What’s in it for you? Well, a side hustle can be one of multiple streams of income. Also, the way the internet is set up these days, there are very minimal barriers of entry to pursuing some of your passions. It’s a way to put all of yourself and your creativity into something you can take ownership of.

If you have an idea in your head right now – I encourage you to just go for it. Enough excuses, more execution! Side hustles are what most young adults are doing to stay inspired these days.

Sep 17 2019 at 7:27 pm   ·   Leave a Comment   ·   Posted Under Think Pieces






Lifestyle 

Easy ways to save your coin

Please check out SKYLISH.CO.UK for the new look. You are currently reading this blog via Bloglovin’ or on my old interface as the new website is integrated to Bloglovin’.

tips, money saving, uni, school, blogger, lifestyle blogger, young worker, mortgage

 
It’s been a while since I’ve done a work / school / uni or money related type of post over here – so I thought I’d wind it all back today with a little refresh of my tips for “saving money”, especially now that I’ve been working full-time for three years (bleurgh)!

Let’s be honest – saving money and also wanting to live your best-young-life isn’t always easy. You want to save to buy and property and invest your money because, well, that’s what smart people say you should do. At the same time, you want to be doing up baecation in Bali just like all these insta celebs. It’s definitely possible to save and enjoy, but it’s all about living within your means. Which brings us onto tip #1…

 

Make a realistic plan

When I first started getting full-time pay a few years back, the first thing I laid out for myself was: how much do I need to spend per month? At the time, I decided on splitting my monthly income into ~thirds and putting one third towards living, one third towards monthly spending and one third towards savings. I’d try and stick to this as stringently as I could but would at times dip into my savings if I had a non business-as-usual expense such as a holiday I wanted to book. I still sort of do things in a similar way except my split of income and what goes where has changed slightly as over these past three years my pay has increased but I still live in the same place and live in pretty much the same way bar a fancier hotel here and there. It’s important to be realistic – for e.g. I see people on Twitter sometimes vowing to spend just £300 or so a month on general life expenses. Now, if you live in London, this just isn’t that realistic. TfL alone I can chop up to £10 in a day if you don’t tap in and out correctly. And if you’re living out, you could end up going shopping one day for dishwasher tablets and spices for your meals and that zaps £10 out of your account just like that. Let’s not even mention car insurance, phone bills, gym payment etc – it stacks up very quickly. I would divide it in this way and in this order: (1) how much do you need to live (i.e rent a bills)? (2) what can you spend a month on “life” and general travel without absolutely restricting yourself but also not living too lavishly above your means and (3) what’s left for savings? Is it much at all? Which takes me onto point 2…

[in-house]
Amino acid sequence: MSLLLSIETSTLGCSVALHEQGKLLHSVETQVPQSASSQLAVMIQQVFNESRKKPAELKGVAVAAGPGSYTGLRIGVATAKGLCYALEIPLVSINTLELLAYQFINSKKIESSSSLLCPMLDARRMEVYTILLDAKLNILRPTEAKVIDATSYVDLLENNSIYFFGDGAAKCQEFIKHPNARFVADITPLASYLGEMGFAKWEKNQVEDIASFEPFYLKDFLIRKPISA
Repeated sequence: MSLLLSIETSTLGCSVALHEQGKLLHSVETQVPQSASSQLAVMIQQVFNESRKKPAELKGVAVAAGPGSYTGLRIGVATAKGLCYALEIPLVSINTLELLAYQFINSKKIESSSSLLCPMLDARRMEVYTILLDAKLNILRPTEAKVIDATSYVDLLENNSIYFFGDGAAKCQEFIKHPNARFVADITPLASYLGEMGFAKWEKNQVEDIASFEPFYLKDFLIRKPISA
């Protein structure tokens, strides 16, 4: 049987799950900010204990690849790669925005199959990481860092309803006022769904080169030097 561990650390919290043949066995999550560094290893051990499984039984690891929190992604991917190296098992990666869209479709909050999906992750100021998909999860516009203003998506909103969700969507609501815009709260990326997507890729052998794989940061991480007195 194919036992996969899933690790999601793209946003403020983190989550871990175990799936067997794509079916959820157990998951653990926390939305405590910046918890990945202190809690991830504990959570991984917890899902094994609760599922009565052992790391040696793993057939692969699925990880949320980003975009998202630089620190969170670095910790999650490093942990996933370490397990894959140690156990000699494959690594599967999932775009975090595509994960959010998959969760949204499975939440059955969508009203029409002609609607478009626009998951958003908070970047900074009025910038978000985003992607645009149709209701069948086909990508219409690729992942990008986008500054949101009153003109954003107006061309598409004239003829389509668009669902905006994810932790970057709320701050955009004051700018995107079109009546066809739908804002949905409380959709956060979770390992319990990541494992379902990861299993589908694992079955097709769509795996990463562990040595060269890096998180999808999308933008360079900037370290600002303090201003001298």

Decide on your priorities

If you divide up money for rent, gym, insurance, day-to-day living, food etc and the end balance is £0 – then it’s time to prioritise. Are you perhaps due a pay rise in a few months or years which means that for now, you’d rather continue to live as you do and start saving later down the line? Do you prioritise living out and renting and therefore you’d rather have that balance say £0 for the time being as long as it means you get to be independent? Is your #1 priority to save up money to buy your own property within the next 3 years? I think once you can prioritise, you can better decide on where you want your expenses to go. For example, some people decide they’d rather live at home for a few years than rent, so that they can save up as much as possible to buy their own property ASAP. Some people decide to ditch the rent and spend that money on travelling the world. Some people would rather forgo that gym membership and expensive phone contract if it means they can save up for a new Chanel. It can even be as little as picking Better Gym over Third Space Gym and saving yourself over £100 monthly in the process. Basically – what’s important to you? That’s the question.